(1)The California Constitution and existing statutory law provide for the electors to propose statutes or amendments to the Constitution by initiative. Existing law authorizes a person who is a voter or who is qualified to register to vote in California to circulate an initiative or referendum petition anywhere within the state. Existing law requires that each section of a petition for an initiative or referendum measure have attached thereto the declaration of the person soliciting the signatures that includes specified information. This bill would require a person who solicits signatures for a proposed initiative measure and does not receive money or other valuable consideration for the specific purpose of soliciting signatures of electors to make additional declarations, as specified. (2)Existing law requires local elections officials to perform various duties with respect to statewide initiative petitions including, within 8 days after the filing of a petition, determining the total number of signatures affixed to the petition. Existing law also requires an elections official, within 30 days of notification from the Secretary of State that a petition has received 100% or more of the signatures needed to declare the petition sufficient, to determine the number of qualified voters who signed the petition. Upon order of the Secretary of State, existing law requires an elections official, within 30 days, to verify each signature on a petition, as specified. This bill would extend the time a local elections official is required to determine the total number of signatures affixed to a petition to 10 days, and would extend the time a local elections official is required to determine the number of qualified voters who signed the petition to 35 days after receiving notice from the Secretary of State that the petition has received the signatures needed to declare the petition sufficient. The bill also would extend the time that an elections official is required to verify the signatures on a petition to 35 days. This bill would require at least 10% of the signatures that are required to qualify an initiative measure to be solicited by a person who does not receive money or other valuable consideration for the specific purpose of soliciting signatures of electors, and would require that the declaration of such a person include additional content, as specified. The bill would require an elections official who determines the total number of signatures affixed to a petition and an elections official or registrar of voters who verifies signatures on petitions to also determine the total number of signatures submitted by persons who do not receive money or other valuable consideration for the specific purpose of soliciting signatures of electors, as specified. The bill would include specified findings and declarations of the Legislature in support of these policies. (3)Existing law requires that, if the statistical sampling shows that the number of valid signatures on a petition is within 95 to 110% of the number of signatures of qualified voters needed to declare the petition sufficient, the Secretary of State shall order the examination and verification of each signature filed, and shall so notify the elections officials. This bill, with regard to an initiative petition for which the statistical sampling shows that the number of valid signatures for all signatures submitted is more than 110% of the number of qualified voters needed to find the petition sufficient, but the number of valid signatures submitted for purposes of the 10% requirement described above is within 95 to 110% of the number of signatures needed to satisfy that requirement, would require the Secretary of State to only order an examination and verification of each signature filed that would satisfy the 10% requirement. (4)Existing law requires every proposed initiative measure, prior to circulation, to include on the petition, among other things, the circulating title and summary prepared by the Attorney General and a heading for the initiative measure, as specified. Existing law also requires a petition for a proposed initiative or referendum measure to be presented in sections, as specified. This bill would provide that its provisions do not apply to any initiative petition for which the Attorney General issued a circulating title and summary before January 1, 2014, and would require a petition for a proposed initiative measure to have printed in the one-inch space across the top of the first page of each section of the petition, in 18-point roman boldface type, the circulating title for the measure prepared by the Attorney General. The bill would additionally require a petition for a proposed initiative measure that is circulated by persons who do not receive money or other valuable consideration for the purpose of obtaining signatures of electors to be printed on white paper in a contrasting color ink. The bill also would require a petition for a proposed initiative measure that is circulated by persons who do receive money or other valuable consideration for the purpose of obtaining signatures of electors to be printed on paper of a color other than white in a contrasting color ink. (5)Under existing law, an initiative petition must contain specified language advising the public of its right to ask whether the person circulating the petition is a paid signature gatherer or a volunteer. This bill would additionally require a statewide initiative, referendum, or recall petition to include a disclosure notifying the public that the petition circulator is receiving money or other valuable consideration for the specific purpose of soliciting signatures of electors, as specified. (6)Existing law provides that a person who engages in specified conduct in connection with the collection of signatures on any statewide initiative or referendum petition is guilty of a misdemeanor. This bill would require a statewide initiative or referendum petition section to be deemed invalid, and would prohibit use of the petition section for the purpose of determining whether the initiative or referendum measure qualifies for the ballot, if the signatures are solicited and submitted by a person who engages in fraud, misrepresentation, or any of the specified conduct for which he or she may be found guilty of a misdemeanor. The bill would authorize specified persons to enforce this provision by a civil action upon a showing of clear and convincing evidence. (7)Because this bill would impose new requirements on local elections officials relative to calculating and verifying signatures on a petition, it would impose a state-mandated local program. The California Constitution requires the state to reimburse local agencies and school districts for certain costs mandated by the state. Statutory provisions establish procedures for making that reimbursement. This bill would provide that, if the Commission on State Mandates determines that the bill contains costs mandated by the state, reimbursement for those costs shall be made pursuant to these statutory provisions. Hide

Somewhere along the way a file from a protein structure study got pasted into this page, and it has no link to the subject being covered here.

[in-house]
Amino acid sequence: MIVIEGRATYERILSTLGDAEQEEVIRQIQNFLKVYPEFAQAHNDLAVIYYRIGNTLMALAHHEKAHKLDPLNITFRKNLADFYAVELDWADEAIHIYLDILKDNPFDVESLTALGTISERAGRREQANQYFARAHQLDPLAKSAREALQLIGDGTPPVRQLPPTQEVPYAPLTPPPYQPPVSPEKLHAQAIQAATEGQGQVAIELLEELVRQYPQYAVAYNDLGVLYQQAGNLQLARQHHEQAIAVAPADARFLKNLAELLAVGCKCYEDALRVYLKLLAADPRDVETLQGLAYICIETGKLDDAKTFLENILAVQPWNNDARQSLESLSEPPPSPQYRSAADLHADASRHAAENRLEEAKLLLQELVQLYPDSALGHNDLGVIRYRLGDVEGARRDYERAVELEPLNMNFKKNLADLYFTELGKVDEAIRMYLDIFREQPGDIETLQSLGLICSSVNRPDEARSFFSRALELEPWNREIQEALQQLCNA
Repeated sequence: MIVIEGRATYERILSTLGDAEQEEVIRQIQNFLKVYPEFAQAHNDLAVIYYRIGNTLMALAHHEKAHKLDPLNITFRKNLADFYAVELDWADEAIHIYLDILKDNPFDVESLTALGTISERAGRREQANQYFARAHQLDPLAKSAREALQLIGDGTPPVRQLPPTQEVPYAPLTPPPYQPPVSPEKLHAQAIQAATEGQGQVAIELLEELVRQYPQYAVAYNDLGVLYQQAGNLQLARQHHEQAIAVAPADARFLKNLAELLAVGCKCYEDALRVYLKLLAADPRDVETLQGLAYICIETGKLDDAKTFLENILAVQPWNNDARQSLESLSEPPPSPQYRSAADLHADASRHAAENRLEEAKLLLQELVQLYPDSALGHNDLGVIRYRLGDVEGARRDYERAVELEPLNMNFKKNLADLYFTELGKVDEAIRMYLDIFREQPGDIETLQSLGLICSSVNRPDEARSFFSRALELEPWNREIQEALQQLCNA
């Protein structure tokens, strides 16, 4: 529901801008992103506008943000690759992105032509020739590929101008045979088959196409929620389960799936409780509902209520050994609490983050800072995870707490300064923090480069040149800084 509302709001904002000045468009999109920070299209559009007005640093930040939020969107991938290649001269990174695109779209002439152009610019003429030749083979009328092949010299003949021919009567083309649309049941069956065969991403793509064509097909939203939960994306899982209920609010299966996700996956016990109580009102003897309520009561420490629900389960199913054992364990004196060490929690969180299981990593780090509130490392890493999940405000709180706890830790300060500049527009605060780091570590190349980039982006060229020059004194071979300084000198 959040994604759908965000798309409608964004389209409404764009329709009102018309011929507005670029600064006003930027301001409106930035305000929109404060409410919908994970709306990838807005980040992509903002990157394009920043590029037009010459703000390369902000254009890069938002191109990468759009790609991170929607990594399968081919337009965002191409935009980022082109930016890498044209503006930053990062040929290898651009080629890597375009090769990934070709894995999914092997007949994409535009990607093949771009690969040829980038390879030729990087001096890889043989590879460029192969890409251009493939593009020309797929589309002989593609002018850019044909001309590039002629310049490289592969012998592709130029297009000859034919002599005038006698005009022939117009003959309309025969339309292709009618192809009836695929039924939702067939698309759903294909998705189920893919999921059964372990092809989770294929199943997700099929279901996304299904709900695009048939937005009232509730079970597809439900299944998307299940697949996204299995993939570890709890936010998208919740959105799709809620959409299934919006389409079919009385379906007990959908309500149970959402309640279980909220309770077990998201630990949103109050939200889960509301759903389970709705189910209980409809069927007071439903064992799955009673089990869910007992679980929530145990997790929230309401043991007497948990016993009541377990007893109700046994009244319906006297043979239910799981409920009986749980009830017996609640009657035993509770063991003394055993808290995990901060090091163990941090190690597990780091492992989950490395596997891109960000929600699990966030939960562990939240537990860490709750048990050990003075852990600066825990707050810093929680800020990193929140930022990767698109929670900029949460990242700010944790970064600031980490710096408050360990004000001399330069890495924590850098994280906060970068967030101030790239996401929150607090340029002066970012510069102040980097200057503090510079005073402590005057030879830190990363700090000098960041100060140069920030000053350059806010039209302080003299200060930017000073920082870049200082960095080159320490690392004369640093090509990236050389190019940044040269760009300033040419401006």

An Act to Amend Sections 127280, 127400, and 129050 Of, to Add Chapter 2.6 (Commencing with Section 127470) to Part 2 of Division 107 Of, and to Repeal Article 2 (Commencing with Section 127340) of Chapter 2 of Part 2 of Division 107 Of, the Health and Safety Code, Relating to Health Facilities. AB 975 (2013-2014) WieckowskiSupportNo